Home/Daniel Larison/Trump’s Misguided Plan for ‘Stabilizing’ Syria

Trump’s Misguided Plan for ‘Stabilizing’ Syria

President Donald Trump welcomes Egyptian President Abdel Fattah el-Sisi, Monday, April 3, 2017, at the West Wing entrance of the White House in Washington, D.C. (Official White House Photo by Shealah Craighead)

The Trump administration’s plan for Syria appears to be based on an awful lot of wishful thinking:

The Trump administration is seeking to assemble an Arab force to replace the U.S. military contingent in Syria and help stabilize the northeastern part of the country after the defeat of Islamic State, U.S. officials said.

John Bolton, President Donald Trump’s new national security adviser, recently called Abbas Kamel, Egypt’s acting intelligence chief, to see if Cairo would contribute to the effort, officials said.

The initiative comes as the administration has asked Saudi Arabia, Qatar and the United Arab Emirates to contribute billions of dollars to help restore northern Syria. It wants Arab nations to send troops as well, officials said.

The U.S. should remove its forces from Syria as quickly as possible, but it is fanciful to think that regional clients are going to put up the soldiers and funding to replace them. It is fitting that Bolton’s idea is little more than a revised version of something Rubio was proposing several years ago. Egypt’s military has enough of its own security problems at home, and it would be ill-suited to a foreign mission like this. For that matter, the current Egyptian government has expressed some support for the Syrian regime in the recent past, so it would be bizarre for them to occupy territory in order to deny Damascus control over it.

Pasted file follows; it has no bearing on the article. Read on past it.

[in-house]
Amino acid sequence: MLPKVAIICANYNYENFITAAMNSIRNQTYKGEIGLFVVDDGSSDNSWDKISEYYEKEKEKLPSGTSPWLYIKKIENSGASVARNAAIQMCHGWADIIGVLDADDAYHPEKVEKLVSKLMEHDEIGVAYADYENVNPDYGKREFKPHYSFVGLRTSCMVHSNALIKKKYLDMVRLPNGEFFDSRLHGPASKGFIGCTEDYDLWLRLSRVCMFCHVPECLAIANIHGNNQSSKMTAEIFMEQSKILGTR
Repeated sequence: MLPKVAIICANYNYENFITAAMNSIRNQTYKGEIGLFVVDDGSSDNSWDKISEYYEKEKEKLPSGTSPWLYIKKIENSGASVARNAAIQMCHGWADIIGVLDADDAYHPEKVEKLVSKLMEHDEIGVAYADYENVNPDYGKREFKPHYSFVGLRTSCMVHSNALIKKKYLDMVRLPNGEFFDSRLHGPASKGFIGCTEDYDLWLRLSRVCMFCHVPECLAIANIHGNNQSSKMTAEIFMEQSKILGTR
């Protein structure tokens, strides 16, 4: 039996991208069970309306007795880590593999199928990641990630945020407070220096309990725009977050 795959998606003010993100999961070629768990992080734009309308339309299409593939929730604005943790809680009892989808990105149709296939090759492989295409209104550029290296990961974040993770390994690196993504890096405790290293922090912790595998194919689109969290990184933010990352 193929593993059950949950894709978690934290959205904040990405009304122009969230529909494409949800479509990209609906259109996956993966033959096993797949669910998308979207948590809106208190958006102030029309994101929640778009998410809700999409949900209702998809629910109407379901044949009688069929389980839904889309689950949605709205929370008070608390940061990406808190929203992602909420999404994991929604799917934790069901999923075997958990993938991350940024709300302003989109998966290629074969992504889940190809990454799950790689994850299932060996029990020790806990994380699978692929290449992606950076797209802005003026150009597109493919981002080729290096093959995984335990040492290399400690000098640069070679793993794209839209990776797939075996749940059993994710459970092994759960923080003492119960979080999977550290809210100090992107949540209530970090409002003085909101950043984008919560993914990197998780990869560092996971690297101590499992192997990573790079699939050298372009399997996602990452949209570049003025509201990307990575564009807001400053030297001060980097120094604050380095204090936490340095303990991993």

The Saudis and Emiratis remain bogged down in Yemen, and the Saudis in particular can’t afford another prolonged military mission abroad. I assume that this proposal would be a non-starter in both Riyadh and Abu Dhabi. Given how poorly the coalition has performed in Yemen, they would probably not be very effective in securing territory. It would be surprising if they were willing to offer more than a token amount of money to the effort. Qatar might very well provide some funding to win favor with Trump, but given the current rift between them and the other three states plus Bahrain I don’t see how they could work together effectively. The bigger problem is that all of these governments are responsible to one degree or another for contributing to Syria’s instability by arming and funding Islamist and jihadist groups. Putting them in charge of stabilization efforts in Syria is like putting the proverbial fox in charge of the chicken coop.

The Trump administration is going to great lengths to avoid the obvious solution, which is that the Syrian government should be the one to control Syrian territory. The refusal to accept this shows the degree to which Trump’s Syria policy is still as inflexible and ideological as any pursued by his predecessors. Trump should give up on trying to conjure up a new occupation force from unwilling governments and simply bring U.S. forces home as soon as possible.

about the author

Daniel Larison is a senior editor at TAC, where he also keeps a solo blog. He has been published in the New York Times Book Review, Dallas Morning News, World Politics Review, Politico Magazine, Orthodox Life, Front Porch Republic, The American Scene, and Culture11, and was a columnist for The Week. He holds a PhD in history from the University of Chicago, and resides in Lancaster, PA. Follow him on Twitter.

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